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Government confirms funding boost for Yarrow Stadium revamp

Redevelopment work at Yarrow Stadium, which was damaged by a 2016 earthquake in New Zealand, could start before the end of this year after the national government pledged NZ$20m (£10.2m/€11.3m/$13m) towards restoring the venue to “full operational use”.

A proposed NZ$50m revamp of the facility – which is owned by the Taranaki Stadium Trust, a Taranaki Regional Council-controlled body, but is operated by the New Plymouth District Council – was given the go-ahead just over a year ago. In January of this year, it emerged that a process had been launched to select contractors to work on the project.

The stadium, primarily used as a venue for rugby matches, continues to operate at a reduced capacity. The facility suffered extensive damage resulting from the Kaikōura earthquake in November 2016 and both of its main stands have been out of action for more than two years after they were deemed an earthquake risk.

The funding from central government will help to restore the two main stands and also reconfigure and modernise the main stand, supporting “future multi-use” whilst improving “operational integration” and encouraging increased community access and use.

New LED lighting will be installed, as well as a new pitch, while there will also be an “upgrade of auxiliary services to improve customer experience including lighting, technology, access and car parking”.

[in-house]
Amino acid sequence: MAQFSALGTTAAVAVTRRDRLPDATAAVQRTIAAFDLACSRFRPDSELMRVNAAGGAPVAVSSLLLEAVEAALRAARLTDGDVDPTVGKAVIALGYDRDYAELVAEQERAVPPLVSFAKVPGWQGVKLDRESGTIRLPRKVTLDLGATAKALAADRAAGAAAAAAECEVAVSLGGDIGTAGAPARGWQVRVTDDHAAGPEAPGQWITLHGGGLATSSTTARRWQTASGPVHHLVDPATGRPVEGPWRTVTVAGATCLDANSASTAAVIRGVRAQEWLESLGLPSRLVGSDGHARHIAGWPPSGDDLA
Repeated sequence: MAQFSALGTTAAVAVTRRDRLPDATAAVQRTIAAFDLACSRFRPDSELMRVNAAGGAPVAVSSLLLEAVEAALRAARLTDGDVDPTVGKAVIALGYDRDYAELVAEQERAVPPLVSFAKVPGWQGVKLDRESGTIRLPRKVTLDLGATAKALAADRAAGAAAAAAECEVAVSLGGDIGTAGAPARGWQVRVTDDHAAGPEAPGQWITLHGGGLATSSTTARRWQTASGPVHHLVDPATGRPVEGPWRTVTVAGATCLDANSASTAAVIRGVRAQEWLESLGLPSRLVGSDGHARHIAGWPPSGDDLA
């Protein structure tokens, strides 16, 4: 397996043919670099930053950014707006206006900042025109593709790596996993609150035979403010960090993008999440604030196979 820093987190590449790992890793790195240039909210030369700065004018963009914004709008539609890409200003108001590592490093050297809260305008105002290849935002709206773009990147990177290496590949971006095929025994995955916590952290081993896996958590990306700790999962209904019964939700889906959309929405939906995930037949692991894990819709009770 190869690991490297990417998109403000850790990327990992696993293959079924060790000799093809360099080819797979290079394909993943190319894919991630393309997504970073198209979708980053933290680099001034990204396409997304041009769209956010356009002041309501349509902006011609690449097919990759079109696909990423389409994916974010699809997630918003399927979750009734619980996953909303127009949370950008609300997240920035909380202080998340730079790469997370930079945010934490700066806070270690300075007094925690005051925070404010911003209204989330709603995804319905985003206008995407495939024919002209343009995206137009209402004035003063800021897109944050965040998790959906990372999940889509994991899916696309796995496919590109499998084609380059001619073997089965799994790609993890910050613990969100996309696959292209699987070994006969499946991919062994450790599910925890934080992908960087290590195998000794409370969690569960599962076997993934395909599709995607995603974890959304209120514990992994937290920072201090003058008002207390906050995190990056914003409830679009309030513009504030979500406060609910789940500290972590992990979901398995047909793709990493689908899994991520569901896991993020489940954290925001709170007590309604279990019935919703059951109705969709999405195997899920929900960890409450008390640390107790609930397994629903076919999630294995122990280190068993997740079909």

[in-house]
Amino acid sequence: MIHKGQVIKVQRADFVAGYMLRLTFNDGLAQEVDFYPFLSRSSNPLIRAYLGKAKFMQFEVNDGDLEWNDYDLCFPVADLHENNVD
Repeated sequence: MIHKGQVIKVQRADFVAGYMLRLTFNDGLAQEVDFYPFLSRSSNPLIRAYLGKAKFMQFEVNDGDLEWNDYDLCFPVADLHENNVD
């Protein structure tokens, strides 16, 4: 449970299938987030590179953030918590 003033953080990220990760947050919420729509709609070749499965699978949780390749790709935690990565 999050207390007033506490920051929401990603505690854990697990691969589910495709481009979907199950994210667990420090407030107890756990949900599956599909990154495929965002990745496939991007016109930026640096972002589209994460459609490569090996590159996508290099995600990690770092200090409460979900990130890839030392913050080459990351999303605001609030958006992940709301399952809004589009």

It had originally been hoped that construction work could begin in the middle months of this year. However, although Covid-19 has delayed progress, New Zealand’s emergence relatively unscathed from the first wave of the pandemic could allow work to begin in earnest before the close of 2020.

“We’re extremely grateful for this ‘shovel-ready’ funding from the government,” Taranaki Regional Council chairman David MacLeod told Radio New Zealand. “It will reduce Yarrow Stadium rates by a considerable amount, and we’re aiming for work to begin before the end of the year.”

The funding package was announced on a visit to the region by New Zealand Prime Minister Jacinda Ardern, who said: “The government’s NZ$20m investment, with co-funding from the regional council, will bring the stadium back to full operational use, creating 150 jobs.

“Projects like sports facilities, pools and libraries unite communities and supporting them is a win-win for regional economies and social wellbeing, as we reap the rewards of going hard and early in response to Covid-19 to get our regions and economy back open again.”

Image: Taranaki Regional Council